Maryland has a unique rule that holds that a “general” power of appointment is not really a general power of appointment unless it specifically provides that the donee of the power may appoint to his or her self, creditors, or the creditors of his or her estate. Merely stating that one is granting a “general power of appointment” is insufficient. Bryan v. U.S., 286 Md. 176 (1979) (a power designated “a general power of testamentary disposition” was held not to be a power to appoint to self, creditors, estate or creditors of estate and therefore did not qualify as a general power of appointment marital trust); Pierport v. Comm’n, 336 F. 2d 277 (1964) (no marital deduction under IRC § 2056); but see Guiney v. U.S., 425 F. 2d 145 (1970) (holding that a “general power of appointment” qualified for § 2056 treatment where the Will specifically stated it was a “general power” in order to qualify for the federal marital deduction).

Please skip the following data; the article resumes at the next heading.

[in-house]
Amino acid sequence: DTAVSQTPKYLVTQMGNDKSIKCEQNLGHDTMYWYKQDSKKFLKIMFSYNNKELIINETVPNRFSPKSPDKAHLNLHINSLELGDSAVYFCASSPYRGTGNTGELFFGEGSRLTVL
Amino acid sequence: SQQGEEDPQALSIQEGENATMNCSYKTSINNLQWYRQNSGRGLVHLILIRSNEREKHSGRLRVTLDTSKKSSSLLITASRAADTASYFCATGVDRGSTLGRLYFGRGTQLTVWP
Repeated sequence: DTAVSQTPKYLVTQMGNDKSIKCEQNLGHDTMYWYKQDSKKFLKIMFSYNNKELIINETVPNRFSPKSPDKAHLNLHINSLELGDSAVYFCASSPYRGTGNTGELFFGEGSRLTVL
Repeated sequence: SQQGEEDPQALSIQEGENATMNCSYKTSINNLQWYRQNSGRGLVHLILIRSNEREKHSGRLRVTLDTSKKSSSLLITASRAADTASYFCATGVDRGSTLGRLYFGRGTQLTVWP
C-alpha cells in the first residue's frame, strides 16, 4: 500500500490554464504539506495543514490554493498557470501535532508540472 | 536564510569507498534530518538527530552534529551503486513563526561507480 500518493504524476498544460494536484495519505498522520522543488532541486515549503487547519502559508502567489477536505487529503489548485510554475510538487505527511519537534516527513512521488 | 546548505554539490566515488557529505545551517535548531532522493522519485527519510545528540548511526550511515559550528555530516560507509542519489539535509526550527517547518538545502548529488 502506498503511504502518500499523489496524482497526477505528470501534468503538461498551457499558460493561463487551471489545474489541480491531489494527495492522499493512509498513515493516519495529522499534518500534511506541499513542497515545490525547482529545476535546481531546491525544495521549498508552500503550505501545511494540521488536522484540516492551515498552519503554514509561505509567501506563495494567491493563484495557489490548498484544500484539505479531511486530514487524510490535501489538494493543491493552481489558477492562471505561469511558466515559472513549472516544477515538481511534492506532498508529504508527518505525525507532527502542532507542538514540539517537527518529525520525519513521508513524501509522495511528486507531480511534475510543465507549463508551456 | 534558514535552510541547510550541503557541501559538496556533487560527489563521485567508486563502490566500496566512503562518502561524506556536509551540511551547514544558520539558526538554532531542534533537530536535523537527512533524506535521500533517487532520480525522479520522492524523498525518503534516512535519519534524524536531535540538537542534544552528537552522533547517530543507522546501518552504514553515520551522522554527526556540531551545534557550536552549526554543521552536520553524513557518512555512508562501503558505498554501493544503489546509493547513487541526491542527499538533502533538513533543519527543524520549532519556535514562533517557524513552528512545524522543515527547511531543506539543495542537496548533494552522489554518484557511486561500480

Therefore, in order to create a general power of appointment in Maryland, the donor of the power must specify that the donee may appoint to his or her self, estate, creditors or creditors of his or her estate.